Walk into any one of the nation’s 4,840 community hospitals or 1,825 rural community hospitals, and it’s easy to forget how these institutions first started. Modern hospitals have emerged as a necessity, thanks to the advent of modern medicine. The increased need for larger and more complex diagnostic equipment, the advent of anesthesia and the operating room, and expanding knowledge and specialization of healthcare necessitated what has now become known as the “modern” hospital. But in a modern world of low latency, high speed Internet, autonomous vehicles, remote monitoring, and artificial intelligence, what does the future hold? Why does the healthcare industry gather sick people together into one place, despite risk of infections – and mistakes?
The future of healthcare does not have hospitals, at least how we know of hospitals today. The healthcare industry needs remote monitoring and autonomous Uber drivers as ambulances – not the status quo. The future “hospital” is a connected network of entities that share information instantly, coordinate care, and meet patients where they are. The future “hospital” will have babies at birth centers (not labor wards), home monitoring (not observation floors), phone imaging (not imaging centers), and cancer care at the drug store (not infusion centers).
Tomorrow’s patient may never actually step inside a physician’s office. We recently published extensive research through our brand company, Lippincott, about what this may look like. As an example, the “customer of the future”, which they named Dawn, is perhaps the new normal. Dawn, a 25-year-old who lives in the not too distant future, goes to the physician every week, but she’s never sat in a waiting room. There’s no way Dawn wants to go to today’s “hospital.” If Dawn wants overnight care, she wants it to be specialized, customized, and de-centralized – not industrialized and homogenized.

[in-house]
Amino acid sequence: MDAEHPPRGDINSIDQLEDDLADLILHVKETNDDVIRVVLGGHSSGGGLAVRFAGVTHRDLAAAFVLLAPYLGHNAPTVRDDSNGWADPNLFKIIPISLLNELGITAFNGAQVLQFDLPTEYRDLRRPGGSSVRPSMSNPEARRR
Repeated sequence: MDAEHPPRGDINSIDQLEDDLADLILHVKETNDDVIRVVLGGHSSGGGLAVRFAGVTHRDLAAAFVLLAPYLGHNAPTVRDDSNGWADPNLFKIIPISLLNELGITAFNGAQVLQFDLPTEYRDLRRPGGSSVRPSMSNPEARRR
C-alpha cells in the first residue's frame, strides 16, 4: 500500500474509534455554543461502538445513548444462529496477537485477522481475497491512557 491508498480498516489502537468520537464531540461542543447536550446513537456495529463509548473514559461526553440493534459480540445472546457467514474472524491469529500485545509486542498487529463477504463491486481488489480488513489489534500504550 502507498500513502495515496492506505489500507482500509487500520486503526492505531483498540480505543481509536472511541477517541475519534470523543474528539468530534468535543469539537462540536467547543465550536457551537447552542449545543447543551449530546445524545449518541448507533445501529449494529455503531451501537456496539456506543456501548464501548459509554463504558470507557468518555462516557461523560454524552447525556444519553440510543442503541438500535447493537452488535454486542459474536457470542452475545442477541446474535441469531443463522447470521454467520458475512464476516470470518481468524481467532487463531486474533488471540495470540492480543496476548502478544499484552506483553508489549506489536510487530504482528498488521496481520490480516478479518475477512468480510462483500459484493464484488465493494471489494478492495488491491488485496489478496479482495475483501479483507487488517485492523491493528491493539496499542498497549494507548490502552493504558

The healthcare industry may soon be 80 percent service and 20 percent physical location. Many facilities and organizations are reimagining how they’re designed to become a retail-based wellness hub of sorts, with valet parking and enhanced ambulatory services. But the natural trend will eventually be one of continued fragmentation, after the healthcare industry passes the point of peak consolidation of hospital systems.
The road from point A to B is rocky
Mount Sinai, for example, is replacing its nearly 800-bed hospital with a 75-bed state- of-the-art facility including outpatient, home and community resources. Mount Sinai is one of many hospitals on the forefront of this change – not just acknowledging transformation, but paving the way for innovation. Nearly five years ago, Mount Sinai announcedpotential plans to merge with Continuum Health Partners. But opening in 2020 will be not a hospital as we know it, but a new state of the art facility – with not just 75 beds, but with outpatient, home, and community resources, as they seek to align themselves with their community’s needs.
But how does the rest of the industry get to this Point B? Given the industry’s existing footprint, and current financial support system for hospital construction, today’s hospital system is already struggling with overcapacity. The United States has 5,534 registered hospitals, with an average of approximately 2.9 hospital beds per 1,000 patients (similar to the United Kingdom). Should the healthcare industry hope to one day see an improved ratio, even with fewer beds, like Mount Sinai’s initiative?